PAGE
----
India on Wednesday made its way into an elite club of “space super powers” as its anti-satellite missile A-SAT successfully targeted a live satellite on a low earth orbit in just three minutes.
So far only three countries – the US, Russia and China — had this technology.
Prime Minister Narendra Modi, while announcing the feat said: “I assure the international community that our capability won’t be used against anyone but is purely India’s defence initiative for its security. We are against an arms race in space. This test won’t breach any international law or treaties.”
The development, apart from highlighting India’s prowess in space technology, also assumes significance in the context of Pakistan and China. India, certainly, won’t like to be surprised by C4ISR-driven (Command, Control, Communications, Computing, Intelligence, Surveillance and Reconnaissance) warfare.
In July last year, Pakistan has launched the Pakistan Remote Sensing Satellite (PRSS-1) and the Pakistan Technology Evaluation Satellite (PakTES-1A) from China’s Jiuquan Satellite Centre.
The PRSS-1 is the first optical remote sensing satellite sold to Pakistan by China. The 1,200 kg satellite will operate at an altitude of
The Pakistan Foreign Office has officially said that PRSS-1 will enable the country “to meet its imagery requirements in the areas of land mapping, agriculture, urban and rural planning, environmental monitoring, natural disaster management and water resource management for socio-economic development”.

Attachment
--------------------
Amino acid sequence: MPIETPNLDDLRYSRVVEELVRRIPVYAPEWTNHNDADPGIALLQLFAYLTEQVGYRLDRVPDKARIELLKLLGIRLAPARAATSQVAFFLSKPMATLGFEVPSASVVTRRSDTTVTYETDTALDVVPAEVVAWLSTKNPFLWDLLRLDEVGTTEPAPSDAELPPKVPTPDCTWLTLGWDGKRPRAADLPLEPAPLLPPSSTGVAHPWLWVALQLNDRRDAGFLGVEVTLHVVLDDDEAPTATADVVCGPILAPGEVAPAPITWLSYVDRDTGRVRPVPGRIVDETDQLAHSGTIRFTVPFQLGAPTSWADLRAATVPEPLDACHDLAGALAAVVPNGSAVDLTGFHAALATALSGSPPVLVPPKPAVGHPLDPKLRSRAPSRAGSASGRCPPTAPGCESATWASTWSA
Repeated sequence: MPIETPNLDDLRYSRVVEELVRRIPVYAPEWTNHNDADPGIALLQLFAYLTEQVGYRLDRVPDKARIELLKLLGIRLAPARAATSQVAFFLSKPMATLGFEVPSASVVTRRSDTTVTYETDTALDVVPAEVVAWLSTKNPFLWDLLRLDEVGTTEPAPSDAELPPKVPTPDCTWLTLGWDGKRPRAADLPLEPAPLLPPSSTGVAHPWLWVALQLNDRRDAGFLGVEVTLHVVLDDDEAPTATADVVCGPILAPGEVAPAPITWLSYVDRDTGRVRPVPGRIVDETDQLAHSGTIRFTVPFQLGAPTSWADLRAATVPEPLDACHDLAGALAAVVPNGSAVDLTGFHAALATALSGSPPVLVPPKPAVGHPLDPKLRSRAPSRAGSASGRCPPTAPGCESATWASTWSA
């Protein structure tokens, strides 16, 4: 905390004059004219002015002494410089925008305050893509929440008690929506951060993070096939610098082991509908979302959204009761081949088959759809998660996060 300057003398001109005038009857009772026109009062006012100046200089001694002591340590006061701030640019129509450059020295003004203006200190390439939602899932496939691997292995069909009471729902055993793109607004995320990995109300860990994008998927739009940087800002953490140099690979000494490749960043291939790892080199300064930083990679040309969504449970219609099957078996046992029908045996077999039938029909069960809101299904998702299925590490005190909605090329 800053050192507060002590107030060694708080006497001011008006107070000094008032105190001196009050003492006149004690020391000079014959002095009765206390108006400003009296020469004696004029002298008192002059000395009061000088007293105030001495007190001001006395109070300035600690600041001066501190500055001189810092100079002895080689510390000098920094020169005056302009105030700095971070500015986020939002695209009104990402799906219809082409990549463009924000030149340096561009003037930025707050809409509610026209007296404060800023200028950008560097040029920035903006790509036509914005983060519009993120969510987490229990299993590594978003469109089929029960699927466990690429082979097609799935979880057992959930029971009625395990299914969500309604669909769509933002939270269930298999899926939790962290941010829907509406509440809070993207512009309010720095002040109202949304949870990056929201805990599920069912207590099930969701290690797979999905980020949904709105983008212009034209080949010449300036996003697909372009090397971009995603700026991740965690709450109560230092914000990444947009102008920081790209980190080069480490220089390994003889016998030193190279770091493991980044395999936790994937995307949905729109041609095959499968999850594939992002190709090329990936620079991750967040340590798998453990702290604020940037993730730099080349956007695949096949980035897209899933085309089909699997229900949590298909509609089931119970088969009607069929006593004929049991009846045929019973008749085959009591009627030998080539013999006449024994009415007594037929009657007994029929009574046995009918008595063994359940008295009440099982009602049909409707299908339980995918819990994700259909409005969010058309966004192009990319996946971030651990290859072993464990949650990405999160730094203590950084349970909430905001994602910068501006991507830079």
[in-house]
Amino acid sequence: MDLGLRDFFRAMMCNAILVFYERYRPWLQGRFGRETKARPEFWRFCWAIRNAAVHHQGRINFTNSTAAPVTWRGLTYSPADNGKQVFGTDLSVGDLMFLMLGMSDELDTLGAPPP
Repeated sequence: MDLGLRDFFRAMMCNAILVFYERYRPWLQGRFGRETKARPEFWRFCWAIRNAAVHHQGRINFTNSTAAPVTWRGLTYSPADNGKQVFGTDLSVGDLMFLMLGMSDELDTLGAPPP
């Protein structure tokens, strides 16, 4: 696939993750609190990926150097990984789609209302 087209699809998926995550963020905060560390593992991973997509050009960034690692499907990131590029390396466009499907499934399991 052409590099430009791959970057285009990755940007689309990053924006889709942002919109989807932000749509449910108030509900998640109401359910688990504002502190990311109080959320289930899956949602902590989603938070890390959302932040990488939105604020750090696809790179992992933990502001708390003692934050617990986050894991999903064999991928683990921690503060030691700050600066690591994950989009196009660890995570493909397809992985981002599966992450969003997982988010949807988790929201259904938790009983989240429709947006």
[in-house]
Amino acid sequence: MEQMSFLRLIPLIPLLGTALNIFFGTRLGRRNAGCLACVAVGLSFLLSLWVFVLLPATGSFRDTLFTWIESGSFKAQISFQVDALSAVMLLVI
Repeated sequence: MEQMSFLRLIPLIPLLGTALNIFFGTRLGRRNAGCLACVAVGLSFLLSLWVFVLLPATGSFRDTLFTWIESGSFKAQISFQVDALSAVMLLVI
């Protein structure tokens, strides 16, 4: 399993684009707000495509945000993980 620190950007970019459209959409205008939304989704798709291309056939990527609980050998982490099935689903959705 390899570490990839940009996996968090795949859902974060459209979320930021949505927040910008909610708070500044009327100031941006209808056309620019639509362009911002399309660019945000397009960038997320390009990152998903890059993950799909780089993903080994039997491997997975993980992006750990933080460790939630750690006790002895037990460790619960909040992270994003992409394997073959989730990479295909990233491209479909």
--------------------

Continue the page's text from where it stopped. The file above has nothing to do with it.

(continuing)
However, the satellite may have military applications as well.
Notably, the carrier frequency of PRSS-1, that is 8.2 GHz, is part of the X-band region of the spectrum (which ranges from 8.0-12.0 GHz) which is usually used for communication with mobile platforms such as aircraft, ships, UAVs and ground forces.
The Chinese interests also reflect in one of the stated objectives of the satellite deployment, that is, the PRSS-1 will also be used to provide remote sensing information for the Belt and Road region.
According to an article in ‘Gateway House’, the PRSS-1 is also believed to carry two high-resolution payloads including a synthetic-aperture radar (SAR) used for terrestrial and marine imagery and geospatial intelligence.
The other is an electro-optical (EO) imaging system which has tactical C4ISR applications.
Along with PRSS-1, Pakistan also launched PakTES-1A, which is a 285 kilogram satellite equipped with an optical payload and will operate at an altitude of 610 km.
Reacting to India’s announcement of its successful A-Sat missile launch, China on Wednesday said that it hoped that India would “earnestly” maintain peace and tranquility in the outer space.
“We are aware of relevant reports and we hope that all countries will earnestly safeguard lasting peace and tranquility in the outer space,” the Chinese Foreign Ministry said in a statement.
China had achieved this feat in 2007 by shooting its weather satellite.
China is an emerging superpower in the outer space by launching scores of satellites as President Xi Jinping wants his country to surge ahead of the US and Russia.
In 2013, China joined the US and Russia to “soft-land” on the moon.